From my vantage point at Two Figs Winery, at the top of the Mount Coolangatta foothill, Shoalhaven Heads is like something out of a children’s fairytale.
Green rolling hills, vast golden fields dotted with cows and horses, rows of vines, and a river winding through the middle of it.
It was this spectacular scenery which drew Shayne Bricker to the region 15 years ago, when he decided to leave his corporate job in the US to purchase 140 acres, converting part of it to a winery.
The conversion paid off, and fifteen years later, Two Figs Winery now consistently wins national awards; and the wine not only tastes great, but you can drink guilt-free knowing they follow organic practices. The only problem is, you’ll have to visit the region to taste it because it’s only sold locally, but it’s worth the trip, and on a sunny day you can stand in front of this picture perfect view and see all the way from Shoalhaven Heads to Nowra.
The Shoalhaven Heads region has 10 wineries which form part of the Shoalhaven Coast Wine Region, dotted from Kangaroo Valley to Bawley Point. Most are concentrated around Shoalhaven Heads, so there’s no shortage of places to stop, wine, and dine, and if you visit in June, you can partake in free wine tasting all weekend at the annual Shoalhaven Coast Winter Wine Festival.
For those who want a guided experience, Bigfoot Adventures at Coolangatta Estate winery, just down the road from Two Figs, operates a one-hour scenic trip in a 4WD open sided tractor-bus to the summit of Mount Coolangatta, where you’ll also hear about the history of Coolangatta Estate.
The beauty of small towns is often visiting the local village – and Shoalhaven Heads is no exception.
Ten minutes from the Shoalhaven Heads Holiday Park, where we were staying, along a winding road between farms dotted with cows (and the odd horse) is a quaint township called Berry.
Before you enter the township proper, you come across the historic Berry creamery building, described in 1895 as “the largest and most complete butter factory in the colony”.
Down the aptly named Creamery Lane, it’s now home to The Treat Factory, a 60-year-old business, which produces more than 200 lines of bottled products including hand-made sauces, pickles and relishes.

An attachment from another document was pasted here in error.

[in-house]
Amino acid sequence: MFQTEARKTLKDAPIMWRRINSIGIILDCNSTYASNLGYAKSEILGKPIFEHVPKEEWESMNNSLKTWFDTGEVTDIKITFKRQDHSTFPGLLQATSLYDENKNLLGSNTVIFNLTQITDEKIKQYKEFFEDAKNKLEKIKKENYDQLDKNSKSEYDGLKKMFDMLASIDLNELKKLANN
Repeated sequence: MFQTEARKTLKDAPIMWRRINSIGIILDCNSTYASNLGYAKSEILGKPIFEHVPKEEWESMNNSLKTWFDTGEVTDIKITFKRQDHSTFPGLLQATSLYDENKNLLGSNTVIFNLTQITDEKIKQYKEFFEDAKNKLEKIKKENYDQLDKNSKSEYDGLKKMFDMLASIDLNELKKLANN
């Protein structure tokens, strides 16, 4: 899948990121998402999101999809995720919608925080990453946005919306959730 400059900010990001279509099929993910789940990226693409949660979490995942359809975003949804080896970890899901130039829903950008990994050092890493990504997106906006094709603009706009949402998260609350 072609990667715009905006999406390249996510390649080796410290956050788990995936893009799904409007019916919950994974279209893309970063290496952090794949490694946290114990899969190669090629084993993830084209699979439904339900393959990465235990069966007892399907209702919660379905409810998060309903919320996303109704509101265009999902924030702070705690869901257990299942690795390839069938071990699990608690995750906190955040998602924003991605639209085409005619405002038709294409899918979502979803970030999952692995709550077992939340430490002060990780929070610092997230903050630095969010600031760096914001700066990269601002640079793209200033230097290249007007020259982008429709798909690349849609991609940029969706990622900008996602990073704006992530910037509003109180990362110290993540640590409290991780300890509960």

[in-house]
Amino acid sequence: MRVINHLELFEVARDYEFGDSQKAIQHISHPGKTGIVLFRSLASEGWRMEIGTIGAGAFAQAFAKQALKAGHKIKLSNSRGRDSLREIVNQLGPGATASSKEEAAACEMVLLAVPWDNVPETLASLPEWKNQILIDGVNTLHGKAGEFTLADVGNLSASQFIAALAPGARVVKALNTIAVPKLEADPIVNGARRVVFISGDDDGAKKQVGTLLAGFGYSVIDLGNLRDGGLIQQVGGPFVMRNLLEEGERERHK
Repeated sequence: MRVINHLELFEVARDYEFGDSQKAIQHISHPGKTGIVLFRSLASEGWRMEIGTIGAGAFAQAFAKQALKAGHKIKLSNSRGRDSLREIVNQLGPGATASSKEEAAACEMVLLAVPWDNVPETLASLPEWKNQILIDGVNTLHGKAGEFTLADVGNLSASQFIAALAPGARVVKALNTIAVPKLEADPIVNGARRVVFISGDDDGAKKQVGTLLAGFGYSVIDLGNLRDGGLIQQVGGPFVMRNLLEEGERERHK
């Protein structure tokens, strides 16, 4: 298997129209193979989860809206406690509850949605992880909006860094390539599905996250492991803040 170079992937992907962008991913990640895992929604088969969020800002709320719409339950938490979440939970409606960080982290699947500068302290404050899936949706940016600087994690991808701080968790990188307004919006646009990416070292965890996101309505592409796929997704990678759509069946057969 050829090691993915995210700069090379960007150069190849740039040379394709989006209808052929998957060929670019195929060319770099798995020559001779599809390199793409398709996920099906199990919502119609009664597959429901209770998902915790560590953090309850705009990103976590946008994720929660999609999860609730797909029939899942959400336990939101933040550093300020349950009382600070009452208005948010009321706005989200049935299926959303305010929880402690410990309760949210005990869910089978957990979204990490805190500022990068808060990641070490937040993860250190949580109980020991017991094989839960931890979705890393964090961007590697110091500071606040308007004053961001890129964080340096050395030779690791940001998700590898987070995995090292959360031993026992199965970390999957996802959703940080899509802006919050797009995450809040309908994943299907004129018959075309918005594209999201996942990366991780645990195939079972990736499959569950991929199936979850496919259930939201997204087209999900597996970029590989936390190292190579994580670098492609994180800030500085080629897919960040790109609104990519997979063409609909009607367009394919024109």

Peer through the front glass cabinet at rows of hand-made chocolate and fudge, and be sure to have a tasting. I guarantee you won’t be able to resist the passionfruit or ginger varieties.
“To share?” the shopkeeper asks when I point at a few thick slabs of the creamy treat I plan on purchasing.
“We’ll see if it lasts the trip back to the holiday park,” I reply.
Further down the road is the pretty township, with its historic buildings and art and craft stores. Step behind the main shopping strip to find mini-laneways with cafes and homewares. Parking is plentiful, and when I was in town a Jayco pulled up, and parked, right outside the pub.
Some fudge did make it back, but not after I’d made a significant dent in it myself, and I only spared some because I wanted to leave room for dinner at Hedy’s Cafe at The Heads Hotel – named after European actress and inventor Hedy Lamarr.
The pub is everything you want from a local and more, with oversized couches in front of a large fireplace and quality pub grub – think Japanese panko crumbed calamari and slow-cooked Moroccan lamb shank.
Wander (or stagger) the short distance back to the holiday park where you can jump in your RV parked in one of its powered, or unpowered, riverfront sites (there are 16 ensuite sites and 132 powered sites). Additional family members can stay in one of the 27 two-bedroom cabins, which are more like cottages, with your choice of bedroom configuration (some with bunks), bathroom and a separate living area and kitchen.
There’s plenty to keep the kids, or grandkids, entertained from a solar-heated swimming pool, playground and jumping castle to mini-golf, and games room, all in a gated community with access to both Seven Mile Beach and the Shoalhaven River.
Events in this region are aplenty, so it doesn’t matter what time of year you visit, there’s bound to be a festival or event of some type. And, if not, you’ll just have to kick back on the beach or river and watch the world go by.